The Long Goodbye II

  • Share
  • Read Later

(3 of 4)


In these web pages a year ago, I elegized Jack Paar, 85, the neurotic, innovative host of "The Tonight Show" host, who was to the current crop of late-night emcees what Brando was to Adam Sandler. But some of those connected with Paar also died. Genevieve, 83, for instance, a frequent Paar guest who was to France what Zsa Zsa Gabor was to Hungary: an apotheosis and a parody, a kind of show biz eau de Europe. Paul Keyes, 79, wrote and produced TV shows for Paar, Dean Martin and Frank Sinatra, but he's best known for "Laugh-In," the late 60s vaudeville skein that introduced Goldie Hawn, Lily Tomlin and Alan Sues to prime-time. It was Keyes who persuaded his pal Richard Nixon, then on his second run for the White House, to intone "Sock it to me!" on "Laugh-In." Keyes watched the 1968 election returns and said he was the first man to address Nixon as Mr. President (aside from Nixon, in his mirror, many times).

Two TV voices were stilled: Danny Dark, 79, the NBC announcer who lent his cheerful basso to Starkist Tuna commercials ("Sorry, Charlie!"), and Gene Wood, 78, announcer for many a Goodson-Todman game show (whisper along with me: "The password is..."). In the beyond, Wood can warm up the audience for the mellow, almost-too-handsome Art James, 74, host of "The Who, What or Where Game."

Old-movie fans who watched AMC, back when that channel really did air American movie classics (and without commercials), remember Gene Klavan, 79, as one of the genial hosts. (Bob Dorian and George Clooney's father Nick were the others.) Decades before, Klavan anchored one of New York radio's two morning comedy teams. Bob and Ray were on WOR, Klavan and Dee Finch on WNEW. In 1952, Klavan had succeeded Gene Rayburn, as Finch had followed Jack Lescoulie; both Rayburn and Lescoulie became TV announcer-hosts; Klavan stayed on the radio, and on NEW, for 30 years.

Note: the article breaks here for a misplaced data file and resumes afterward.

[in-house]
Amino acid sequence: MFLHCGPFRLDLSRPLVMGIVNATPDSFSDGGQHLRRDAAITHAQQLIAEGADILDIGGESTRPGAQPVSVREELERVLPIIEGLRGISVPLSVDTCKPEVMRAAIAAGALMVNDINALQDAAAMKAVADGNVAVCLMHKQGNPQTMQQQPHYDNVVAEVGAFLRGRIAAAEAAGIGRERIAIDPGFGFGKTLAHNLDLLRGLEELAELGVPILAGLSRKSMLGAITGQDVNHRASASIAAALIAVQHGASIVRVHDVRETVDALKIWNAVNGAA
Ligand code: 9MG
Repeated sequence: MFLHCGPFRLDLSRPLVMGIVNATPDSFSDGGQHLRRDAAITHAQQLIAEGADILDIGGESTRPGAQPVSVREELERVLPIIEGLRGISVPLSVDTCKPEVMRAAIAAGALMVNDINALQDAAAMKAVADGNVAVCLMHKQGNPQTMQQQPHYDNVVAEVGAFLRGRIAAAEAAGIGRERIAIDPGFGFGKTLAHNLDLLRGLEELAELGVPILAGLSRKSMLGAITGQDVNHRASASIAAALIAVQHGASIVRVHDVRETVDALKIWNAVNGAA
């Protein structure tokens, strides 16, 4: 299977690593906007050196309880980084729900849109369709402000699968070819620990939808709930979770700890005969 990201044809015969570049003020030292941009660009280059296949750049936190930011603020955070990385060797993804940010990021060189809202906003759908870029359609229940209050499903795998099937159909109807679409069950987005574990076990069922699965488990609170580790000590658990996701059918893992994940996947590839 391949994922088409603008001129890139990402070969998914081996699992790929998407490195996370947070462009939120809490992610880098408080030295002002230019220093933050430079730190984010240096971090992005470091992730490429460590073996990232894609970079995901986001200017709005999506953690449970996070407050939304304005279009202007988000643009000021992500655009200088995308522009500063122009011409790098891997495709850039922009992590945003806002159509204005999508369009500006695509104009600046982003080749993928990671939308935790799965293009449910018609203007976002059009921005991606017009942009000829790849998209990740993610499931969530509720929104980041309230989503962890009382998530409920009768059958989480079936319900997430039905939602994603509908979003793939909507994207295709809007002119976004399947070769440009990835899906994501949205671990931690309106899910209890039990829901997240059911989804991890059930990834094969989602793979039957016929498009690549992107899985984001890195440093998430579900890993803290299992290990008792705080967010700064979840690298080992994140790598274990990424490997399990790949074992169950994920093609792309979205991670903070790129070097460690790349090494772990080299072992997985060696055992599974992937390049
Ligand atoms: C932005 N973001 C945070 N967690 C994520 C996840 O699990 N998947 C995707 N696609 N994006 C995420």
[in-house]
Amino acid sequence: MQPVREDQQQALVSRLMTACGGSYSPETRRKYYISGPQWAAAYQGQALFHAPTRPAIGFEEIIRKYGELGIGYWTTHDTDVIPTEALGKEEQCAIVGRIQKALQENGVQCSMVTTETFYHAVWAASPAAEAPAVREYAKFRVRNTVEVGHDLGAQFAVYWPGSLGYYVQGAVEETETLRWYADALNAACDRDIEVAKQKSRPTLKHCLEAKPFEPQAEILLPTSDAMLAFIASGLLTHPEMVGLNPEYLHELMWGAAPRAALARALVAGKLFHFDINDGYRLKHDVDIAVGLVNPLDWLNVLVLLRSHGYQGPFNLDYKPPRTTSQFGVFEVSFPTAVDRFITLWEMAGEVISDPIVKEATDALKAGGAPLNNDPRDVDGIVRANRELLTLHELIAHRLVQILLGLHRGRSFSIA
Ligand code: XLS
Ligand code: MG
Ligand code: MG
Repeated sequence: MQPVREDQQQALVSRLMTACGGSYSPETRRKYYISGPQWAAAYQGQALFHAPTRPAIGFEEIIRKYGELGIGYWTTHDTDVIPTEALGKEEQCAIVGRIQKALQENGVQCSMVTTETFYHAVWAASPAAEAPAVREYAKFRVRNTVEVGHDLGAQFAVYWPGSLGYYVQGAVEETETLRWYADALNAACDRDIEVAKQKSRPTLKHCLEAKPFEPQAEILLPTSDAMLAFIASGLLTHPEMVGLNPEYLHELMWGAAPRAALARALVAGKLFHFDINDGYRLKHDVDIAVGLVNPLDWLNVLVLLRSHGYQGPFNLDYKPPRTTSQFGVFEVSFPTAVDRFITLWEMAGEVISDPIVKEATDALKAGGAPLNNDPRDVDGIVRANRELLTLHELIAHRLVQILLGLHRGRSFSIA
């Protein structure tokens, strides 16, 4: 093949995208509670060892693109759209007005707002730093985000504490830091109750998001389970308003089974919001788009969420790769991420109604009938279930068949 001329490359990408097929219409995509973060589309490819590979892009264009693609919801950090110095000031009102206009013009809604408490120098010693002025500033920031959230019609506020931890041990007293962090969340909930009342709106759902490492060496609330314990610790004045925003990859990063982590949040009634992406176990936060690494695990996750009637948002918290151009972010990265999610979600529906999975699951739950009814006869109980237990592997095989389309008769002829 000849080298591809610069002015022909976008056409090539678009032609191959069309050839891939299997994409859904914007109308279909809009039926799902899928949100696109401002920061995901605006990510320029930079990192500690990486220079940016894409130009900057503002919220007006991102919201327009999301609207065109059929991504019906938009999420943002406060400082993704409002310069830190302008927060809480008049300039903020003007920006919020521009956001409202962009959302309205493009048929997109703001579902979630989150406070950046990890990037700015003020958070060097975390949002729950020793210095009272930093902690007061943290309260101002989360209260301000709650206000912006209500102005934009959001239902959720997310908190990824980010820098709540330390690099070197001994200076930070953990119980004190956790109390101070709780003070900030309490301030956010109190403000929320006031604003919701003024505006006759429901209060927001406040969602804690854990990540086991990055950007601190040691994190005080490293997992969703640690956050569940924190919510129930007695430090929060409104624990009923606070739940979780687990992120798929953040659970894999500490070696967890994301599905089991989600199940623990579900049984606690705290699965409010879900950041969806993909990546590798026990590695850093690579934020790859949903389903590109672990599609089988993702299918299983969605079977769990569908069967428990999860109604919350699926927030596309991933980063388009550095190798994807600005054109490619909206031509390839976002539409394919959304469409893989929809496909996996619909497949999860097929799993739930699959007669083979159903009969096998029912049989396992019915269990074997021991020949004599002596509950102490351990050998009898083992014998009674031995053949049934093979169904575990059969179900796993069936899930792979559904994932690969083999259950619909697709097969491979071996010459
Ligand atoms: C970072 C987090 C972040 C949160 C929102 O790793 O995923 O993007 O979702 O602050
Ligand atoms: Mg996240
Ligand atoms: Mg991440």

A familiar voice in radio drama ("Boston Blackie," "That Hammer Guy"), Jan Miner, 86, was probably not thrilled to be elegized for her 27-year run as Madge, the Palmolive manicurist ("You're soaking in it"). In her legit life she co-starred in Tennessee Williams' "The Milk Train Doesn't Stop Here Anymore" on Broadway and as Lenny Bruce's mother Sally Marr in Bob Fosse's film "Lenny." ... Isabel Sanford, 86, was Weezy, the heart medicine that tried to keep Sherman Hemsley's George Jefferson from exploding. ... The most visible woman in 50s TV was never seen. June Taylor, 86, put chorines in Busby Berkeley-like geometric patterns, photographed by a camera in the flies, on shows hosted by her brother-in-law, Jackie Gleason. The June Taylor Dancers were, for a decade or so, the nation's Rockettes.

A couple generations of kids had an expert morning babysitter in Bob Keeshan, 76, aka "Captain Kangaroo." Their self-improving parents cooked along with PBS' French chef, Julia Child, who trilled like a Frank Oz Muppet while attempting to rescue another souflee from collapsing. She elevated Americans' culinary sophistication, though, as did restaurant critic Seymour Britchky, 73, who wielded words with a sushi chef's acuity and vigor. One of the superb prose stylists, his reviews can be read with pleasure and envy by folks who would never set foot in a New York eatery. My tribute to Britchky appears here.